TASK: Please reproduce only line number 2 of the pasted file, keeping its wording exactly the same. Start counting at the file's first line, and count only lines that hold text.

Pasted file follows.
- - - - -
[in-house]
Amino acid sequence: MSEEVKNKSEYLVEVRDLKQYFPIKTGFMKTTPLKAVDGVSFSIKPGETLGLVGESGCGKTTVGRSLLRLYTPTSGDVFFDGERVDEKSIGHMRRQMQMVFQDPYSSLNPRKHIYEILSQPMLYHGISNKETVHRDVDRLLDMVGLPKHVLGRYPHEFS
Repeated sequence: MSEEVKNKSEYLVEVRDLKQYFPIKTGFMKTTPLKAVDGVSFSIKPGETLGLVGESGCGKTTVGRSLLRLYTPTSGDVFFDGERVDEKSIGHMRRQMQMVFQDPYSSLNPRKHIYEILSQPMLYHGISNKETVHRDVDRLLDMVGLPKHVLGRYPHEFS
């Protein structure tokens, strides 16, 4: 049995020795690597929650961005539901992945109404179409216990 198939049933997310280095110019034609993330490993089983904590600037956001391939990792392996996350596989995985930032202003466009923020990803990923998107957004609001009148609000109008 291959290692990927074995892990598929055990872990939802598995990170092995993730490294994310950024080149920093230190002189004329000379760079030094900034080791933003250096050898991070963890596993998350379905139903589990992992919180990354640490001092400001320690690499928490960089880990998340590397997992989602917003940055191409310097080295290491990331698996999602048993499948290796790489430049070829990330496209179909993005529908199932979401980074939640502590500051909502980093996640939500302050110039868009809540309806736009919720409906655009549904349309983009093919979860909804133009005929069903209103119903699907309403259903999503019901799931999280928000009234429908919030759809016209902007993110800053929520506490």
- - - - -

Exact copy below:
Amino acid sequence: MSEEVKNKSEYLVEVRDLKQYFPIKTGFMKTTPLKAVDGVSFSIKPGETLGLVGESGCGKTTVGRSLLRLYTPTSGDVFFDGERVDEKSIGHMRRQMQMVFQDPYSSLNPRKHIYEILSQPMLYHGISNKETVHRDVDRLLDMVGLPKHVLGRYPHEFS